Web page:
week-long move —25,000 books which
were in the process of being prepared
for the library stacks, catalogued,
bound, and so on, and 10,000 books
which are used as bibliographic
tools by the cataloguers who will be
working in the new quarters.
The Library Processing Centre is
now home to everyone who was
housed on the seventh floor of the
Main Library —the serials division,
the acquisition division and the catalogue divisions. Joining these groups
from their former location on level
one of the south wing of the Main
Library is the catalogue preparations
division, and from the Sedgewick
Library the systems division. The
move should make life simpler for
Bob MacDonald, the assistant
librarian for processing services and
systems, to whom all these divisions
report.
The new building was intended to
fulfill two purposes — better conditions for the staff and more public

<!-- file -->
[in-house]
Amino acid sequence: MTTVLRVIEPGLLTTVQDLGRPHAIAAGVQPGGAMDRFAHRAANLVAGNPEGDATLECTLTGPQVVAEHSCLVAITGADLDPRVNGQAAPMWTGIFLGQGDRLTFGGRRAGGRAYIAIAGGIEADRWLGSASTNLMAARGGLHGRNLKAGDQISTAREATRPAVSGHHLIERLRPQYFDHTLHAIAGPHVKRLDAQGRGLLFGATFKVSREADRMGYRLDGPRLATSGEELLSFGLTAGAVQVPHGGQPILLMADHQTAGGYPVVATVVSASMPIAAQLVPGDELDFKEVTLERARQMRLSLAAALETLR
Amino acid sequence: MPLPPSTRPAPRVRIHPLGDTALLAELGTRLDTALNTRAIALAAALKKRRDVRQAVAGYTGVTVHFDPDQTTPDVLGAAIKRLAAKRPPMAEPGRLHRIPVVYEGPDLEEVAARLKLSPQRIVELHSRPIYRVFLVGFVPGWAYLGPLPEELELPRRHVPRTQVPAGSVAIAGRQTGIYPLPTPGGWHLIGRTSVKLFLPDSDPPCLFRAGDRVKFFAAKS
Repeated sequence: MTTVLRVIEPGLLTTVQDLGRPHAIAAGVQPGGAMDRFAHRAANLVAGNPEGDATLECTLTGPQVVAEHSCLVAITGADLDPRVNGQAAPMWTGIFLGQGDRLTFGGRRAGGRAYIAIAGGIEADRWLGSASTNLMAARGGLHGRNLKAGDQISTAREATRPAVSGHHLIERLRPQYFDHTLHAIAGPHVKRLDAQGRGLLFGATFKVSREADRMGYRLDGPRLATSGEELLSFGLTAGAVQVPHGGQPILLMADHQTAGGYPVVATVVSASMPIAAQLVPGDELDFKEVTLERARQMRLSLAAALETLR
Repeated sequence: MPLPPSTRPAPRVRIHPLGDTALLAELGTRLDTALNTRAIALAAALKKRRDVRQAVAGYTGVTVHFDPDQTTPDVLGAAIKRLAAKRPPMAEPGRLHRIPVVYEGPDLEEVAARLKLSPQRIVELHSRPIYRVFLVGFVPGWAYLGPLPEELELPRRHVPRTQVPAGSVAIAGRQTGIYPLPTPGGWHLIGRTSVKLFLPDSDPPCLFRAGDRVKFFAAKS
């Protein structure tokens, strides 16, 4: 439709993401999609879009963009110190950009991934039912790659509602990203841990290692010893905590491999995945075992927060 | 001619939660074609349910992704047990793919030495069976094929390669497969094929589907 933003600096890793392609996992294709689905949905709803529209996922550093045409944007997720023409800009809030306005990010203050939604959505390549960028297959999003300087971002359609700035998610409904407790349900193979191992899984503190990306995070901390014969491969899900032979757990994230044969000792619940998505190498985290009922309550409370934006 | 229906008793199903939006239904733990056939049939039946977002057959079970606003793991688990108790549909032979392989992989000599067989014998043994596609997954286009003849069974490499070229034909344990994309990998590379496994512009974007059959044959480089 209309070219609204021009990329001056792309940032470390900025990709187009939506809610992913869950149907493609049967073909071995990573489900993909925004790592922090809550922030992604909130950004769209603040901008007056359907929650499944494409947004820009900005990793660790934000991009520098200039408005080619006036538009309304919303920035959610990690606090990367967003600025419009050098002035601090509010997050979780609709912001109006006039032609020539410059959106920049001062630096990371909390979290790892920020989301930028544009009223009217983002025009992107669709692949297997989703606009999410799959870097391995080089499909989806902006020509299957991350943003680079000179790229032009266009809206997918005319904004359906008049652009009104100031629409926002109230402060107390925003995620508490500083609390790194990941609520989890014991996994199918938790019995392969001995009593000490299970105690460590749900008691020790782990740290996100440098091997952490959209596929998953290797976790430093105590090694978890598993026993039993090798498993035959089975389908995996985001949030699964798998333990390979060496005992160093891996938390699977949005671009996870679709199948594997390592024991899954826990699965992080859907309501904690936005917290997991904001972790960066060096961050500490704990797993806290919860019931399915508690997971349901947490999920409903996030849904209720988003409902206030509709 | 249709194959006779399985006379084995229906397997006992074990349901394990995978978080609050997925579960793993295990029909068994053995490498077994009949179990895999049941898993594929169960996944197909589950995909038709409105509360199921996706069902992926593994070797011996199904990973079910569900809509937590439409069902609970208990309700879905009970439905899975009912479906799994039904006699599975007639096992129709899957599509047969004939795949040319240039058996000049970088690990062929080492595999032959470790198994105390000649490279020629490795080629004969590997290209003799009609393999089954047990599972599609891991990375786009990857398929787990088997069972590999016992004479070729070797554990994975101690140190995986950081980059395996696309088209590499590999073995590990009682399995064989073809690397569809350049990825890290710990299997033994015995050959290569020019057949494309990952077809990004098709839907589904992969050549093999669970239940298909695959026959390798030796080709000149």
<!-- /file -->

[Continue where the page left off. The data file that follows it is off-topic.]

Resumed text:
space in the libraries. The first
purpose is unquestionably being met.
"The working conditions on the
seventh level were deplorable,"
explained Bill Watson, the librarian
who was in charge of the move. The
space was designed for books with a
few people working in the area, not
the 100 or so bodies which have
been there on a day-to-day basis.
Air circulation was practically nonexistent and the ceilings were less
than seven feet high. "These are
immeasureably better conditions,"
he said.
Whether or not more public space
will be created by this move is still
in question, however. It was the
library's intention to move the
Government Publications division
from its present location on the sixth
floor of the main library to the
seventh floor left vacant by the move,
and allow the sixth floor to be made
into public stacks areas for book
shelves. But that can't be done